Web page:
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Filmic Video

Most directors prefer to shoot on film, but budgets often mean they have to shoot on video. If they are subsequently going to output on film (or even if they aren't), they won't look so penny-pinching if the results can be made look as if they originated on film.

There have been several attempts at giving video the film look, but not all of them have been successful. However, the latest Hollywood technology is causing ripples even this side of the pond.

The Asiva process, devised for MJM Post, Los Angeles, by an aerospace software expert is not only claimed to give more realistic results, but can help producers lower their budgets.

It takes uncompressed 10-bit D1 video and goes through it frame by frame, doing colour correction and adjustments to alter the colour response to that of film. "It has to do that in a three dimensional way, you can't just do gamma or standard colour balance or saturation. Our process selectively changes the hue, saturation and luminance in different areas of the image as a function of what needs to be done," says Leigh Torgerson, MJM's general manager.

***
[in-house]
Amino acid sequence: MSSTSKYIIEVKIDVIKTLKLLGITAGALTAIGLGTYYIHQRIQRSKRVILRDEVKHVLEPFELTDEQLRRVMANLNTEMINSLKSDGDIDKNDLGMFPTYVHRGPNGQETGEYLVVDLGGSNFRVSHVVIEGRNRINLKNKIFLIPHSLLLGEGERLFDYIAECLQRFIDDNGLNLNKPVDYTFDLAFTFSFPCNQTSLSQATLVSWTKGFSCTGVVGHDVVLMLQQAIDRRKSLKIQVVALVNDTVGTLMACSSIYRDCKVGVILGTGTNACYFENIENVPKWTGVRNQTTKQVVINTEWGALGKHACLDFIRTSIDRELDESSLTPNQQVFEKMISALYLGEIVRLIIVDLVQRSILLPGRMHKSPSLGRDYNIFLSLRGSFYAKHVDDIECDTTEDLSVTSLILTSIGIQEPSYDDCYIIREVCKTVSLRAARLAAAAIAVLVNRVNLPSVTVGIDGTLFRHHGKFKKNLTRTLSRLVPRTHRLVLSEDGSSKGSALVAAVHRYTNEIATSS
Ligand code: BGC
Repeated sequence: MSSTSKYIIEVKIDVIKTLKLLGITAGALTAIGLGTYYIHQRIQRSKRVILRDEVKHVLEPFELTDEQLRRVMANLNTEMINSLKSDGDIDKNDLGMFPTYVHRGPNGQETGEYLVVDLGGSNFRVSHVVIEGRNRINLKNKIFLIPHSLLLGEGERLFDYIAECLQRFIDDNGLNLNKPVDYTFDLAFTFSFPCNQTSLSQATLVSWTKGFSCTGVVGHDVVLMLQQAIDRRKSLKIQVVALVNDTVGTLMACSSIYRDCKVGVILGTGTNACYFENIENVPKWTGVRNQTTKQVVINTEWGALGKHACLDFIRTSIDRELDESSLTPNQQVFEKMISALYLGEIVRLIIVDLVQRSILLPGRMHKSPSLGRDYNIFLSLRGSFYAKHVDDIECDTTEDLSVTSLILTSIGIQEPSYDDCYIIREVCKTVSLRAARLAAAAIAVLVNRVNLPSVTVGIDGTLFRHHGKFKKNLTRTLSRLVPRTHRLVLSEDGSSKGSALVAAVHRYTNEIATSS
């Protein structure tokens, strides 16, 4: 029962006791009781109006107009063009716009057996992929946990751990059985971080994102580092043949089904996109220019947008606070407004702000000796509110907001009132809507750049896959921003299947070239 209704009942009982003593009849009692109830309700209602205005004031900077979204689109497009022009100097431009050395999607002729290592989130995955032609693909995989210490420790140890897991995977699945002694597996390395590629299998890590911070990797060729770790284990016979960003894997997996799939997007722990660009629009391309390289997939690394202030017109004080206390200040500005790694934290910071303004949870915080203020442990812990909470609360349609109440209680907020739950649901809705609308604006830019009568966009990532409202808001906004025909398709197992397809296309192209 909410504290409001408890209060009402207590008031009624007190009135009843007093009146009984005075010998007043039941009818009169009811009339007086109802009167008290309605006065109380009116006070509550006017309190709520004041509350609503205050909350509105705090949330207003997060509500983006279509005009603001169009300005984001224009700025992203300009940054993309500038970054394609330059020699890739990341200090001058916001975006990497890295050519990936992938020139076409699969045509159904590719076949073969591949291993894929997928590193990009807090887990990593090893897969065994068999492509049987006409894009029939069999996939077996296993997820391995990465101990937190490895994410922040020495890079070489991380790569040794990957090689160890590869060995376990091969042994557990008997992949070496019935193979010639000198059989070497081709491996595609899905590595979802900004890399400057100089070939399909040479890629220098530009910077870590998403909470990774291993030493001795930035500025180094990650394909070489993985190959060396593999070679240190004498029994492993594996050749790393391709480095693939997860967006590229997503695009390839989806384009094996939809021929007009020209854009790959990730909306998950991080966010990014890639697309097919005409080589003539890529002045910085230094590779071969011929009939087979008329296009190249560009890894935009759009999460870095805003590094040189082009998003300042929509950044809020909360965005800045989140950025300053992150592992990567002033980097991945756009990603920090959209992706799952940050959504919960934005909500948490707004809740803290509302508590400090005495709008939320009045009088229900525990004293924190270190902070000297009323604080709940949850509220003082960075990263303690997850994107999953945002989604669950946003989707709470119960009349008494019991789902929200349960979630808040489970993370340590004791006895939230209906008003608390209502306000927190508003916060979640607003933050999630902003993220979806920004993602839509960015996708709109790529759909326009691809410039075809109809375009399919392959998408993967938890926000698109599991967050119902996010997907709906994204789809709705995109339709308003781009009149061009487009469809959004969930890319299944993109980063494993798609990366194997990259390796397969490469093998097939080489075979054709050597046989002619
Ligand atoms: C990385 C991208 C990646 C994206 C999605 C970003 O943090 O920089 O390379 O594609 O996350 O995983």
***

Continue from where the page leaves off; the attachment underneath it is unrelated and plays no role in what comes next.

Film has a higher dynamic range, typically about 12 to 14 f-stops compared to the eight to ten of video. "If it is too bright, video cameras tend to saturate and too dark they tend to lose details in the shadows," he says. "Asiva can pull details out of the shadows without overblowing the high-end luminance. It also adds grain to the image, to simulate the grain of 35mm or 16mm film, so you can match video to film stock that someone else has shot."

It also takes the interlaced fields of video and creates discrete frames without throwing away one of the fields, as some systems do. If you just froze each field and tried to put them together, any motion between the first and second field would show up as a blur and you'd get jagged lines. To counteract this, Asiva interpolates the two fields using motion tracking to give "a very clean image where the edges are smooth, not jaggy."

Although LA-based, the system is perfectly happy handling PAL as the computer is format independent - and it will output to film at 25 frames per second.